The Reckoning's Newsnight investigation ending poses a problem

steve coogan as jimmy savile, the reckoning
The Reckoning's Newsnight ending poses a problemBBC

The Reckoning spoilers follow.

From start to finish, The Reckoning is chilling viewing.

Worlds away from his slapdash comedic roots as Alan Partridge, a frighteningly transformed Steve Coogan inhabits the eerie red tracksuits of a man now looked upon as the incarnation of evil.

The four-part BBC One drama, which is available to stream in its entirety on iPlayer, charts Jimmy Savile's rise from a disc jockey in Manchester to hallowed entertainer and charity fundraiser, all while committing horrific sexual abuses away from public view.

It’s grim to watch this nightmarish man hoodwink those around him and use charity work as a shield to hide the truth of what he was doing. But what’s equally disturbing is that what is now so obviously a façade of respectability actually worked and allowed him to avoid prosecution for his crimes during his lifetime.

mark lewis jones as charles hulligan, siobhan finneran as beryl mulligan, steve coogan as jimmy savile, the reckoning

From the moment The Reckoning was announced, the BBC and ITV Studios drama has been criticised as both unnecessary and a means of sensationalising a stain on the national psyche which we are still reeling from.

Yet the four hour-long parts are supremely sensitive. Each of the episodes is book-ended with raw and moving testimony from four of Savile's victims: Darien, Susan, Samantha Brown and Kevin Cook.

Their stories are woven into the drama, which, sagely, does not depict any of Savile's abuse, cutting away just as the crawling sensation across your skin starts to become unbearable.

steve coogan as jimmy savile, the reckoning episode 4 ending

But in spite of the tremendous care taken in telling this appalling account – something evident in the number of years it has taken to arrive on our screens after it was commissioned – you can’t help coming away from The Reckoning feeling it could have done more.

After Savile dies at home, reclining in an easy chair with his fingers crossed and a wad of banknotes at his side, the glowing tributes begin to roll in, including a BBC special in which he’s described as "a great British eccentric".

The final episode then culminates with a page of text against a black background. "In November 2011 the BBC broadcast a tribute to Savile on BBC1," it reads. "One month later they shelved a Newsnight investigation that would have included interviews with some of Savile’s victims."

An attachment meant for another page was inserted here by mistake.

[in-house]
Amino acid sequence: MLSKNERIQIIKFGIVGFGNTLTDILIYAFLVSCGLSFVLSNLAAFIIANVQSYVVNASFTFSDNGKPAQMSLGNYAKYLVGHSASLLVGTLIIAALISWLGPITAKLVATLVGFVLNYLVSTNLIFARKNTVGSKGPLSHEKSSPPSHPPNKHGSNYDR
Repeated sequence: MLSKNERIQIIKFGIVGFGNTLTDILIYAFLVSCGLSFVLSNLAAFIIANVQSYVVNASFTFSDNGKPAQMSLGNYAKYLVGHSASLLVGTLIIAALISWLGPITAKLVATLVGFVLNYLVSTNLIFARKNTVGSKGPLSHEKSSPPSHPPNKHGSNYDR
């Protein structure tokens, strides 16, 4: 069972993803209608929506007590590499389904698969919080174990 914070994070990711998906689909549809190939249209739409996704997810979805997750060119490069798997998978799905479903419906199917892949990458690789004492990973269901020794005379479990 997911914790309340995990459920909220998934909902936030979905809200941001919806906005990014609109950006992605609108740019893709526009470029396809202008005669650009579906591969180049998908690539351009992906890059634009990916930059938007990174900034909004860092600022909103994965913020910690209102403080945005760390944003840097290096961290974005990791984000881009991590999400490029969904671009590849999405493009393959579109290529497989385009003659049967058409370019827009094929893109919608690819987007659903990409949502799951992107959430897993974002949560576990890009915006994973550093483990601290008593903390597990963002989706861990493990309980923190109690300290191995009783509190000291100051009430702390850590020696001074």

The decision not to dramatise in detail what is one of the most shocking pieces of the Savile story – that even when his history of abuse was uncovered via a Newsnight probe, the broadcast was suppressed – is a curious one.

steve coogan as jimmy savile, the reckoning

When an ITV documentary finally exposed the truth of Savile’s abuse, the unravelling at the BBC was swift and tumultuous. The decision to pull the investigation saw the then-editor of Newsnight step down.

Yet a massive fallout that we’re only a decade removed from is covered in a single caption on-screen. Coming from the broadcaster that made Savile an idol during his life and then shelved that investigation, it feels like a punch pulled.

The BBC by no means comes away from The Reckoning covered in glory. Writer Neil McKay told The Times he felt "no censorship whatsoever" from the broadcaster, while executive producer Jeff Pope said it was "fair" to think the BBC considers this its own reckoning for the abuse Savile committed on its watch.

philippa carson as susan, the reckoning

We’re stuck at Savile’s side in nearly every scene of The Reckoning, following the major milestones of his career in a string of claustrophobic dressing rooms and dingy bedsits. This approach allows us to be with Savile in the moments behind the cigar-smoking exterior, shaping what McKay has described as a cautionary tale of how "the ultimate groomer" hid in plain sight.

But it also occasionally has the feel of a perverse biopic, begging the question of whether we should in fact have more distance from him. The drama sees a BBC investigation and then years later a police probe into his alleged wrongdoing both find him innocent, but we never see the machinations which led these institutions to those conclusions, only Savile’s reaction to the news.

Perhaps it is that proximity to Savile and his crimes throughout the four episodes, followed by no real retribution, which makes the ending feel like something of an oversight.

The immense fallout from Savile’s death and the revelation of his crimes probably warrants its own four-part drama, but in a piece entitled The Reckoning airing on the BBC, you might be left wondering what exactly it is we are really reckoning with here.

The broadcaster doesn’t shy away from its part in legitimising Savile in the minds of the general public, but it is still not damning enough in showing how even Savile’s death was not enough to remove the aura of infallibility from his person at Broadcasting House.

The Reckoning is airing on BBC One and is available to stream on iPlayer.

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